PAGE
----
2. The NMS is lengthy, with more than 130 separate survey questions in all (though not all questions applied to every respondent). It is much faster to complete the survey online versus over the telephone.
  3. Online data collection firms often reward their respondents for completing surveys and thus require that all questions are answered. Incentives for taking surveys can include points to earn store gift cards or even small cash payments. This results in fully completed surveys that do not suffer from the same “missing data” problem as many other telephone- or internet-based voluntary surveys (see here for more information).

These various issues make online survey firms such as Qualtrics a viable option for studying small populations that are difficult to capture in traditional telephone-based surveys. These firms use a “panel matching” technique to acquire sufficient responses. Surveyors can specify a variety of demographic or response quotas to increase the representativeness of the survey respondents to the population of interest. Research has shown that online samples from reputable firms such as Qualtrics produce samples that are comparable in representativeness to randomized telephone surveys. (Note that this approach differs slightly from the “sample matching” technique employed by YouGov and other firms. With sample matching, respondents are more precisely targeted based on an algorithm of desired sample characteristics. The panel matching method instead specifies certain quotas for desired sample characteristics and continues to field surveys until the quotas are reached.)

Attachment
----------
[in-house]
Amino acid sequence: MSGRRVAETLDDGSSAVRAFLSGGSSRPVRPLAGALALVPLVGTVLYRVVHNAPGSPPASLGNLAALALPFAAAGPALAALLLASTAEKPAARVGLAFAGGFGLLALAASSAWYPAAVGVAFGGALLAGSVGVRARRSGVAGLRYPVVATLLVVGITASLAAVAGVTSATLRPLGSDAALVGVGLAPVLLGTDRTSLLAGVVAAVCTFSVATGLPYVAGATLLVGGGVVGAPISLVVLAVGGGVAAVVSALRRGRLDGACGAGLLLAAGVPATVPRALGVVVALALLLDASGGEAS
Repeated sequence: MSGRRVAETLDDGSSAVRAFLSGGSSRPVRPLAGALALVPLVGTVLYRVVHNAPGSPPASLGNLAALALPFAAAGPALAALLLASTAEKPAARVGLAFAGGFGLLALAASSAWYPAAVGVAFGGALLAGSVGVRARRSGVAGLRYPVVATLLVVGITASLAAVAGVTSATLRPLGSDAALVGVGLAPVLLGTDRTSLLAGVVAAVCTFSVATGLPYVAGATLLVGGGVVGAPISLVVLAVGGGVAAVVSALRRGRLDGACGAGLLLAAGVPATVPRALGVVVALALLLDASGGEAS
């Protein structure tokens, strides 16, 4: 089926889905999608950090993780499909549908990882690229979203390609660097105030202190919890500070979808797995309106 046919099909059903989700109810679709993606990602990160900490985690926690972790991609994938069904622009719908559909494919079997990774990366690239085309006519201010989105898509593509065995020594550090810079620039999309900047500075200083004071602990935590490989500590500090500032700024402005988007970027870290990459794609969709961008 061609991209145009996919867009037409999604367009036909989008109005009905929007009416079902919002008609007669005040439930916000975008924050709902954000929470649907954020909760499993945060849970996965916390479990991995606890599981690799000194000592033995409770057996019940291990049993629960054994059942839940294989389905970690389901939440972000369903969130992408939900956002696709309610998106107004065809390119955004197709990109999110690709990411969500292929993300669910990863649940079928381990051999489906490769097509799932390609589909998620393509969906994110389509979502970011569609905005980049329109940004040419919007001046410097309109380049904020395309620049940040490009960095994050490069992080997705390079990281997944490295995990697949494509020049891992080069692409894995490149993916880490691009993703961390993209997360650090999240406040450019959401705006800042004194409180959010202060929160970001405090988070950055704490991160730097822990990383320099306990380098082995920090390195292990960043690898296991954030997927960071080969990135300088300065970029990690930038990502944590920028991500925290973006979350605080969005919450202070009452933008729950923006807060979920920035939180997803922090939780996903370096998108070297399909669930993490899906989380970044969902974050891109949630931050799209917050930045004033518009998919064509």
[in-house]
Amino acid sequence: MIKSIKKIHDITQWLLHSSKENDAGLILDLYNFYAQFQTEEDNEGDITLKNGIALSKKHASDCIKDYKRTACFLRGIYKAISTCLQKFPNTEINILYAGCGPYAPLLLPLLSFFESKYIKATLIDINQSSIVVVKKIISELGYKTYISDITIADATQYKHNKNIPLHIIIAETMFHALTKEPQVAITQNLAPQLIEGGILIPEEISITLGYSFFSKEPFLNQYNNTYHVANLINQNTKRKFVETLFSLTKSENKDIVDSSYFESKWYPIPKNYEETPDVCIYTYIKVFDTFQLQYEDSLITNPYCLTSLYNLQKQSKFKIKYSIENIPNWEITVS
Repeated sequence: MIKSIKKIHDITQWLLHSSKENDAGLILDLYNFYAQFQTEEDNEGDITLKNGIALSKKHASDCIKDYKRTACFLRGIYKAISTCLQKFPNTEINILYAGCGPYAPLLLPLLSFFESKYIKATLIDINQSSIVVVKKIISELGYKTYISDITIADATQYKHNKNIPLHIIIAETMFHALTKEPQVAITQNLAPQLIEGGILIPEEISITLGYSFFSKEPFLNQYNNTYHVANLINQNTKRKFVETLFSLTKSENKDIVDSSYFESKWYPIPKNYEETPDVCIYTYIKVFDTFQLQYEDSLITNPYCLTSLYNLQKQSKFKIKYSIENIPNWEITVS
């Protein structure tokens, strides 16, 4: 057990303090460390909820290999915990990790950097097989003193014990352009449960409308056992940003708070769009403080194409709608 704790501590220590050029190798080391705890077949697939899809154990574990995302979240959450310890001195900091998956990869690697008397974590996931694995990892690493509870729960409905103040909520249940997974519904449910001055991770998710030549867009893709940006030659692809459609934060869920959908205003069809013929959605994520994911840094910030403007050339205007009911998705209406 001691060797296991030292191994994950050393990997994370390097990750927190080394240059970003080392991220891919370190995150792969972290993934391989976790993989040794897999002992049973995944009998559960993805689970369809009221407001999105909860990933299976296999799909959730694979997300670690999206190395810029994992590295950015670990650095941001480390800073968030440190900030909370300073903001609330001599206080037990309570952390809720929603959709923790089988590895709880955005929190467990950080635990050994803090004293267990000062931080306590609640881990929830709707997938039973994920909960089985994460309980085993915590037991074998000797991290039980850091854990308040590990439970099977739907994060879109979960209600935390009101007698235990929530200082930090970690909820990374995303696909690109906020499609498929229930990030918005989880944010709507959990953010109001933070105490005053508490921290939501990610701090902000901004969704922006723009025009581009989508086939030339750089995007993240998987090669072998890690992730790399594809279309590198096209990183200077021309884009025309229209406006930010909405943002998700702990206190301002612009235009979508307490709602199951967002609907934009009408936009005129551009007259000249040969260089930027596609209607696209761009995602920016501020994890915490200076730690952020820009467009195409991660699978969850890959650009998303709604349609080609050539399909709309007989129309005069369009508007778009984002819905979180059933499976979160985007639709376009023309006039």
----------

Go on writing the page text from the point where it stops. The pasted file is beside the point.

Sample Size and Margin of Error